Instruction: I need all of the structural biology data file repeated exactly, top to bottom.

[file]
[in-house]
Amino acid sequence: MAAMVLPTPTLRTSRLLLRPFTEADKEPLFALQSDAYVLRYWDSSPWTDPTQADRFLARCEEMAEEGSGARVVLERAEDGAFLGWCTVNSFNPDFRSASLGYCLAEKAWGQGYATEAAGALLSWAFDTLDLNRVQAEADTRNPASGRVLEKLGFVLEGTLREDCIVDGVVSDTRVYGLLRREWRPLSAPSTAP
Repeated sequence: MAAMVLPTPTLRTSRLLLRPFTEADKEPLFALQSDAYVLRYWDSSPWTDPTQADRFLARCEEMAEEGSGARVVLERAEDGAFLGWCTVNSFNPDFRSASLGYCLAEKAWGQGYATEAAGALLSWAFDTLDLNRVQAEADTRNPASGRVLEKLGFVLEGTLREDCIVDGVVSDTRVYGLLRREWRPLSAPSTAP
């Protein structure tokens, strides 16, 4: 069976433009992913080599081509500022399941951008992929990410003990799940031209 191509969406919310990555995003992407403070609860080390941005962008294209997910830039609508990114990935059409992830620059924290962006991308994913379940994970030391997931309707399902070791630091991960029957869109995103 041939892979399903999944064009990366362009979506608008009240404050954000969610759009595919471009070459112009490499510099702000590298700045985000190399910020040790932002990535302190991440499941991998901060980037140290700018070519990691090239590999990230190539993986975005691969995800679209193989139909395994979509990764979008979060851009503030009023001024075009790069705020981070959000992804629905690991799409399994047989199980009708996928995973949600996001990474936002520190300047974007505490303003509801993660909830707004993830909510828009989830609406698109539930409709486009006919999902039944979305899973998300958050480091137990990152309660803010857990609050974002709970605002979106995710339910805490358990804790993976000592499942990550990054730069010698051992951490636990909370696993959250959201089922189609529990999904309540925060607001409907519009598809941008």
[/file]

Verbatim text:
[in-house]
Amino acid sequence: MAAMVLPTPTLRTSRLLLRPFTEADKEPLFALQSDAYVLRYWDSSPWTDPTQADRFLARCEEMAEEGSGARVVLERAEDGAFLGWCTVNSFNPDFRSASLGYCLAEKAWGQGYATEAAGALLSWAFDTLDLNRVQAEADTRNPASGRVLEKLGFVLEGTLREDCIVDGVVSDTRVYGLLRREWRPLSAPSTAP
Repeated sequence: MAAMVLPTPTLRTSRLLLRPFTEADKEPLFALQSDAYVLRYWDSSPWTDPTQADRFLARCEEMAEEGSGARVVLERAEDGAFLGWCTVNSFNPDFRSASLGYCLAEKAWGQGYATEAAGALLSWAFDTLDLNRVQAEADTRNPASGRVLEKLGFVLEGTLREDCIVDGVVSDTRVYGLLRREWRPLSAPSTAP
């Protein structure tokens, strides 16, 4: 069976433009992913080599081509500022399941951008992929990410003990799940031209 191509969406919310990555995003992407403070609860080390941005962008294209997910830039609508990114990935059409992830620059924290962006991308994913379940994970030391997931309707399902070791630091991960029957869109995103 041939892979399903999944064009990366362009979506608008009240404050954000969610759009595919471009070459112009490499510099702000590298700045985000190399910020040790932002990535302190991440499941991998901060980037140290700018070519990691090239590999990230190539993986975005691969995800679209193989139909395994979509990764979008979060851009503030009023001024075009790069705020981070959000992804629905690991799409399994047989199980009708996928995973949600996001990474936002520190300047974007505490303003509801993660909830707004993830909510828009989830609406698109539930409709486009006919999902039944979305899973998300958050480091137990990152309660803010857990609050974002709970605002979106995710339910805490358990804790993976000592499942990550990054730069010698051992951490636990909370696993959250959201089922189609529990999904309540925060607001409907519009598809941008």